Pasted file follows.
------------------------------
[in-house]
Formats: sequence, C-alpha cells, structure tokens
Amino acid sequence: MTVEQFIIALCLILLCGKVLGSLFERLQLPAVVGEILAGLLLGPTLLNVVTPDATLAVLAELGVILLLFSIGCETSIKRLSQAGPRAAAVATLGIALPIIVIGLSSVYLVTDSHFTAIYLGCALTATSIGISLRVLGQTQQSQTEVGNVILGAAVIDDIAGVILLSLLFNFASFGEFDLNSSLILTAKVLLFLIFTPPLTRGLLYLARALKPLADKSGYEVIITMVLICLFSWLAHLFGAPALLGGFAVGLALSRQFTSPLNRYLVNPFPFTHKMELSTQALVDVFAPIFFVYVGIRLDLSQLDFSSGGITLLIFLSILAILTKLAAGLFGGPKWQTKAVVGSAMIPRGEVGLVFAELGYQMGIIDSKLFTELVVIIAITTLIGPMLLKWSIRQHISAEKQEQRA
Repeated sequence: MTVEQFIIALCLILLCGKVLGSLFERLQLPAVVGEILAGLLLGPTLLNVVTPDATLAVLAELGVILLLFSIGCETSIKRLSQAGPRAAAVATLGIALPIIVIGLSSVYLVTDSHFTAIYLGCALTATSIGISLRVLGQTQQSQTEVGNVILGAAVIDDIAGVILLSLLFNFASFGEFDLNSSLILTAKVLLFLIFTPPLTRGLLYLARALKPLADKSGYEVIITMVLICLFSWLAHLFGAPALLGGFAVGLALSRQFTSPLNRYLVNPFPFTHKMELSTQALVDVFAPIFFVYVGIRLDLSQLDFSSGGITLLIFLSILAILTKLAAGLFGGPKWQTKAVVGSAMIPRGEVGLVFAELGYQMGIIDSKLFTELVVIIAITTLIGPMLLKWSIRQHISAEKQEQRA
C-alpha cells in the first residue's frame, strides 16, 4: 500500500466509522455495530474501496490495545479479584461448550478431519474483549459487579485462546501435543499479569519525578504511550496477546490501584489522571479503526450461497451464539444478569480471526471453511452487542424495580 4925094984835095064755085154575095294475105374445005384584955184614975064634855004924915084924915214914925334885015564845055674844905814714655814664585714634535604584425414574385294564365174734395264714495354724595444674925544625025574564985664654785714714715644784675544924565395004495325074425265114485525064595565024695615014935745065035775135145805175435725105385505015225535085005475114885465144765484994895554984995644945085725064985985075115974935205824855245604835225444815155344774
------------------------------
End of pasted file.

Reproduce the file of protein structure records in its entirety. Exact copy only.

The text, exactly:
[in-house]
Formats: sequence, C-alpha cells, structure tokens
Amino acid sequence: MTVEQFIIALCLILLCGKVLGSLFERLQLPAVVGEILAGLLLGPTLLNVVTPDATLAVLAELGVILLLFSIGCETSIKRLSQAGPRAAAVATLGIALPIIVIGLSSVYLVTDSHFTAIYLGCALTATSIGISLRVLGQTQQSQTEVGNVILGAAVIDDIAGVILLSLLFNFASFGEFDLNSSLILTAKVLLFLIFTPPLTRGLLYLARALKPLADKSGYEVIITMVLICLFSWLAHLFGAPALLGGFAVGLALSRQFTSPLNRYLVNPFPFTHKMELSTQALVDVFAPIFFVYVGIRLDLSQLDFSSGGITLLIFLSILAILTKLAAGLFGGPKWQTKAVVGSAMIPRGEVGLVFAELGYQMGIIDSKLFTELVVIIAITTLIGPMLLKWSIRQHISAEKQEQRA
Repeated sequence: MTVEQFIIALCLILLCGKVLGSLFERLQLPAVVGEILAGLLLGPTLLNVVTPDATLAVLAELGVILLLFSIGCETSIKRLSQAGPRAAAVATLGIALPIIVIGLSSVYLVTDSHFTAIYLGCALTATSIGISLRVLGQTQQSQTEVGNVILGAAVIDDIAGVILLSLLFNFASFGEFDLNSSLILTAKVLLFLIFTPPLTRGLLYLARALKPLADKSGYEVIITMVLICLFSWLAHLFGAPALLGGFAVGLALSRQFTSPLNRYLVNPFPFTHKMELSTQALVDVFAPIFFVYVGIRLDLSQLDFSSGGITLLIFLSILAILTKLAAGLFGGPKWQTKAVVGSAMIPRGEVGLVFAELGYQMGIIDSKLFTELVVIIAITTLIGPMLLKWSIRQHISAEKQEQRA
C-alpha cells in the first residue's frame, strides 16, 4: 500500500466509522455495530474501496490495545479479584461448550478431519474483549459487579485462546501435543499479569519525578504511550496477546490501584489522571479503526450461497451464539444478569480471526471453511452487542424495580 4925094984835095064755085154575095294475105374445005384584955184614975064634855004924915084924915214914925334885015564845055674844905814714655814664585714634535604584425414574385294564365174734395264714495354724595444674925544625025574564985664654785714714715644784675544924565395004495325074425265114485525064595565024695615014935745065035775135145805175435725105385505015225535085005475114885465144765484994895554984995644945085725064985985075115974935205824855245604835225444815155344774